Duque won the election, but Petro is also a winner

Gustavo Petro has reasons to be optimistic after his defeat. The left has a new presence in Colombian politics and could emerge stronger for the next elections.


This article original appeared in Spanish on our partner website esglobal. Read it here.

The result of Sunday’s presidential election in Colombia was unsurprising. Uribista candidate Iván Duque comfortably defeated the progressive ex-mayor of Bogotá, Gustavo Petro, with 54% of the vote. Duque’s victory, which was aided by traditional political parties and a large part of the establishment, demonstrates both the mobilization capacity of ex-president Álvaro Uribe and the country’s conservative political culture.

However, it would be a mistake to consider Petro’s second place finish as a complete failure. Receiving more than eight million votes and winning more than 300 municipalities is not a trivial matter. Bogotá, parts of the Caribbean coast, and almost the entire Pacific coast voted for a leftist candidate for the first time in Colombian democratic history. Despite an expected defeat in a traditionally conservative country, Petro’s new leftist movement is still ascendant.

So, if uribismo and the left have both been strengthened, with now-Senator Petro the main opposition, who are the election’s losers? The most obvious loser is the Partido Liberal (PL), who supported the disappointing candidacy of Humberto de la Calle in the election’s first round; one of Colombia’s traditional parties finds itself in a severe identity crisis.

Another loser is the former members of the disbanded FARC. Although a few months ago the ex-guerrillas were celebrating their entry into Colombian political life, the transition has been plagued by errors of judgement. The specter of former guerrillas co-opting progressive politics in Colombia turned out to be more myth than reality. Former FARC members never figured out how to build a space for themselves in the resurgent left; to the contrary, they now find themselves (self-)relegated to the margins of Colombian politics.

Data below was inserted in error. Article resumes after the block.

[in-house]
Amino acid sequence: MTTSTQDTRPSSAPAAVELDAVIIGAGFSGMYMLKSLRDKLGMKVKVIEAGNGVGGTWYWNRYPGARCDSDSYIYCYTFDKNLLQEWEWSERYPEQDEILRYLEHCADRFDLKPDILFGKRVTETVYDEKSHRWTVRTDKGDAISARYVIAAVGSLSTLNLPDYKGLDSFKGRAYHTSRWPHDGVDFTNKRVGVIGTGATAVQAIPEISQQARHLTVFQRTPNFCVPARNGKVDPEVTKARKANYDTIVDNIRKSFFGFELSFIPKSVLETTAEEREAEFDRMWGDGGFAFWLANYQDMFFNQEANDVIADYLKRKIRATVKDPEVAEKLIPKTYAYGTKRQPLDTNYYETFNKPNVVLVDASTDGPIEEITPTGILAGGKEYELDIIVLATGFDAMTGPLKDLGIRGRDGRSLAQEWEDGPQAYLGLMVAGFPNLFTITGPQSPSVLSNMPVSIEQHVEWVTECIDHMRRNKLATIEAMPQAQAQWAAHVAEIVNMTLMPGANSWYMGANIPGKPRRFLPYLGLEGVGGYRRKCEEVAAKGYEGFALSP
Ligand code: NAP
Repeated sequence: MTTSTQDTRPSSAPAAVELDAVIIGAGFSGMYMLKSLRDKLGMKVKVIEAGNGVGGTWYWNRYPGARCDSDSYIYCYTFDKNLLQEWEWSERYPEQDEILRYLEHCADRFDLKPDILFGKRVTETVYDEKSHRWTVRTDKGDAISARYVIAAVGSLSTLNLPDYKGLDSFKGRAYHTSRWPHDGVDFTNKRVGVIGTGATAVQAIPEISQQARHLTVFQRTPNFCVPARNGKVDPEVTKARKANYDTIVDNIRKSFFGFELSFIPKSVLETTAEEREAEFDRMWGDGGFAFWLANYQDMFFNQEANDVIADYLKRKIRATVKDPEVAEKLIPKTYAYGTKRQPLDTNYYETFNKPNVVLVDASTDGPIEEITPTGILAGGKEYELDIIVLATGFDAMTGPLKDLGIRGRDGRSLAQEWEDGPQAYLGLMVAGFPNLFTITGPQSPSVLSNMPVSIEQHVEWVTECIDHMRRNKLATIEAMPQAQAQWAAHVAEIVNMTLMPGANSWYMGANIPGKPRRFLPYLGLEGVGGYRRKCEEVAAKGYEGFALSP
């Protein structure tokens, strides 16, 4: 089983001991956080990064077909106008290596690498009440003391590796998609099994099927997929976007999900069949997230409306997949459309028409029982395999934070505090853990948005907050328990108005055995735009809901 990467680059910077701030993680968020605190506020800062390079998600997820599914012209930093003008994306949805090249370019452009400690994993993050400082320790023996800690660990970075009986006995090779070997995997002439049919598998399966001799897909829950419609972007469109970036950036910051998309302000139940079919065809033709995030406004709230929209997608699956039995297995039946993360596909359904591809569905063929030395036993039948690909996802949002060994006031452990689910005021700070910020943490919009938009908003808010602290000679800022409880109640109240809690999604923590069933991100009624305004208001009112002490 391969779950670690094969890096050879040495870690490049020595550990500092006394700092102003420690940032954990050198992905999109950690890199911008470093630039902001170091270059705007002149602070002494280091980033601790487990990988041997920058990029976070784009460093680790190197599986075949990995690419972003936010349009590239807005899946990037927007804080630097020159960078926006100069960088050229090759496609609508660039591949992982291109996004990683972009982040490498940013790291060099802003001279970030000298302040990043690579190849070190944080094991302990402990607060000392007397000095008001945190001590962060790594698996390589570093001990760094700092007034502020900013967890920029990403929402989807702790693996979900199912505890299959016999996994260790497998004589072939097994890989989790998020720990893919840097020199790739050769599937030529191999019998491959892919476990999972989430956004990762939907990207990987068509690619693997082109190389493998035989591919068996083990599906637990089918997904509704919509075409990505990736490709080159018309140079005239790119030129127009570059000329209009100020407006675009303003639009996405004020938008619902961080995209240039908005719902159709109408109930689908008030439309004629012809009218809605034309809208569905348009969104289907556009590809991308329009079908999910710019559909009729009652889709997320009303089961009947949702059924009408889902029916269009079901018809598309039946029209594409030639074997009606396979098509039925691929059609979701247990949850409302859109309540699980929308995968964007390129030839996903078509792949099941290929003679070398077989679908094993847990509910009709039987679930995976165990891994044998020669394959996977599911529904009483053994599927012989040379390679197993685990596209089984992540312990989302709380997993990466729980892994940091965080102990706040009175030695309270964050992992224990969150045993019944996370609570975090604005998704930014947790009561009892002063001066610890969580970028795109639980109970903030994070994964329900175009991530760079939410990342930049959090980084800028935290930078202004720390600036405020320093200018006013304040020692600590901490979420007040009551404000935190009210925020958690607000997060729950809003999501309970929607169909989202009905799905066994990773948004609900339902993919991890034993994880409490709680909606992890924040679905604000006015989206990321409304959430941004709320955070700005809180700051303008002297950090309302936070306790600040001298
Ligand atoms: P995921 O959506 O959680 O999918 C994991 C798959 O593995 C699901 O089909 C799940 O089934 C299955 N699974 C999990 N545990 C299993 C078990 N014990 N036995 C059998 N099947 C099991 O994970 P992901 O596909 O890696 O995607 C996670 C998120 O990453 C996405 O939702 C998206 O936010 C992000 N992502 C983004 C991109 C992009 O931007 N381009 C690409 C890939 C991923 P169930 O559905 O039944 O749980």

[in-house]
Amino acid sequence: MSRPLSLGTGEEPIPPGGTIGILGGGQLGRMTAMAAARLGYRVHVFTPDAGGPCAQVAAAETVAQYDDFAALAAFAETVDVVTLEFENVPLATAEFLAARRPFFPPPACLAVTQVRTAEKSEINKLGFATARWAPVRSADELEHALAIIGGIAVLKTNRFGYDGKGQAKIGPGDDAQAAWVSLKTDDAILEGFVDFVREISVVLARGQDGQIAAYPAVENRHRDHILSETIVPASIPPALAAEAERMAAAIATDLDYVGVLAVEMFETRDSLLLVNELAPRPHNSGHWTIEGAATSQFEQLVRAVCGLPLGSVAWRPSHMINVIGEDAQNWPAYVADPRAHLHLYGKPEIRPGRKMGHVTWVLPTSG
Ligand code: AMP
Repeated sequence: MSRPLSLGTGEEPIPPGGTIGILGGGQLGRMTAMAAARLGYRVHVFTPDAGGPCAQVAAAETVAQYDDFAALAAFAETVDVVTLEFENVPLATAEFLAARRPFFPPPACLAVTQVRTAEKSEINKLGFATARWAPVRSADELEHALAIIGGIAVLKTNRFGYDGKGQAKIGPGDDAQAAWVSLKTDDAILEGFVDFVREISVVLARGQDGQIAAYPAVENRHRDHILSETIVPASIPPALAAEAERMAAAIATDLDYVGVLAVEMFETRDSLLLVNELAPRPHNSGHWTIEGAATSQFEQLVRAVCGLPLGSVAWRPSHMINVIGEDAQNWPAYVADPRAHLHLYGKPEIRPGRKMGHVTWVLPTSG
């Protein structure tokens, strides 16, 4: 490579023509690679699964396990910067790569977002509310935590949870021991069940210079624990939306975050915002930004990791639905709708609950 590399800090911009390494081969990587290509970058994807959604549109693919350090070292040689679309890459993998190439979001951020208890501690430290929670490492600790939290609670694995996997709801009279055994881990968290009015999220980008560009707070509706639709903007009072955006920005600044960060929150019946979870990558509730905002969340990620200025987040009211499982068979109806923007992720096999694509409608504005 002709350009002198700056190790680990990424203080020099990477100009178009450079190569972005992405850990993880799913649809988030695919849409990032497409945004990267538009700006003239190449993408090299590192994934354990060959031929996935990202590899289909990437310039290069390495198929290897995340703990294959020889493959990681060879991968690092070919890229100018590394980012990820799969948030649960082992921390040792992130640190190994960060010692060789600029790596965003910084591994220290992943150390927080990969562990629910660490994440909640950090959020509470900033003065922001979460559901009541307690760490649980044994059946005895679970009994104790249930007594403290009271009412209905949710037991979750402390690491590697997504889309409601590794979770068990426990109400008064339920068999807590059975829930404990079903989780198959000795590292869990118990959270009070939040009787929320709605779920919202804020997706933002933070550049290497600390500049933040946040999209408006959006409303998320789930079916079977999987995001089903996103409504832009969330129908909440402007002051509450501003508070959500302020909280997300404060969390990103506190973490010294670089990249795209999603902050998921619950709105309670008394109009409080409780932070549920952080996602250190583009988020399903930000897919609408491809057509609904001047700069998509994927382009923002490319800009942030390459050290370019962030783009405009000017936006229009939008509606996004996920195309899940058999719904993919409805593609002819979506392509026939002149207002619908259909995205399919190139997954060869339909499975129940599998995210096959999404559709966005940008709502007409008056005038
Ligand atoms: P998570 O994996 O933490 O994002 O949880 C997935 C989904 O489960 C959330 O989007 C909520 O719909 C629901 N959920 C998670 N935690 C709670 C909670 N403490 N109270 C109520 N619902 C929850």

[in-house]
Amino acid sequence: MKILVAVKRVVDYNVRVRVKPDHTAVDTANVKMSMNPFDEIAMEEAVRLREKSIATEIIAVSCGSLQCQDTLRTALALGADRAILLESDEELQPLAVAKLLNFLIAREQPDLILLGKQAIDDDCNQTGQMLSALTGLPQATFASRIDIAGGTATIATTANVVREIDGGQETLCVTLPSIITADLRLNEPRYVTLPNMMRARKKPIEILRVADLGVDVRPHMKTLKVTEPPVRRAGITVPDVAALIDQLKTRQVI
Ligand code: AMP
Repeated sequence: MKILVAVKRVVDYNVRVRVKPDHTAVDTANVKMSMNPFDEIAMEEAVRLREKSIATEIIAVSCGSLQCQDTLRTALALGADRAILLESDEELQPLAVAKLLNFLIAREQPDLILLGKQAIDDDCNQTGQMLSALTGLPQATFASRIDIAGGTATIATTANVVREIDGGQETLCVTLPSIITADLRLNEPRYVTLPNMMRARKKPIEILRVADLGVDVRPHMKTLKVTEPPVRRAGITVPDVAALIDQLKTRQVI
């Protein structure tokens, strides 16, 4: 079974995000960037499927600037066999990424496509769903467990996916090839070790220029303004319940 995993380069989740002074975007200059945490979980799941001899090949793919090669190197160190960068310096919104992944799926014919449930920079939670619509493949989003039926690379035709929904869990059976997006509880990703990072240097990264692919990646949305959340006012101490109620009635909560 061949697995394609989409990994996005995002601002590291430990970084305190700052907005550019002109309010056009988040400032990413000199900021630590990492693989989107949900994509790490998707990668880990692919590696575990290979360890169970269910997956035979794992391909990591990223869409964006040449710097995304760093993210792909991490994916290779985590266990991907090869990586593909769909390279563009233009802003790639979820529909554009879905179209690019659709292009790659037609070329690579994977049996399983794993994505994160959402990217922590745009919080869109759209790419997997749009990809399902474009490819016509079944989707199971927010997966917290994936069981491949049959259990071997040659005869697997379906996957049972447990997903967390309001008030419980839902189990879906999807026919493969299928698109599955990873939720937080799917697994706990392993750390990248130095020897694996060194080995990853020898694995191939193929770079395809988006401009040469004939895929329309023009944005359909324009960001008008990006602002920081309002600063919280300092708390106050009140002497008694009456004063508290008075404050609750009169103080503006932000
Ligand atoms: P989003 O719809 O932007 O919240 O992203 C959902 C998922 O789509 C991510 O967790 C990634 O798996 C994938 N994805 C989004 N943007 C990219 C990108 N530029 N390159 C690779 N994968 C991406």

But by far the biggest loser of the election is Sergio Fajardo. After all the hope and fresh air of his first-round candidacy, which received more than four million votes, his questionable decision to encourage his supporters to abstain from voting is disappointing to say the least, especially when Fajardo’s most prominent supporters, including former Bogotá Mayor Antanas Mockus and former Senator Claudio López, endorsed Petro in the second round. Fajardo now finds himself increasingly on the margins, forced to play second fiddle to Petro as the battle to assume the role of chief opposition figure begins.

Finally, it is worth noting that the eight million votes Petro earned should be taken as a warning to the political establishment in one of the most unequal countries in the world—with more than eight million displaced citizens and highly concentrated levels of wealth and land ownership. In other words, if the Duque is unable to improve Colombia’s social infrastructure in terms of public investment, reduction of inequality and poverty, and strengthening state institutions to deliver public services, the Colombian left will pose a serious threat in four years’ time.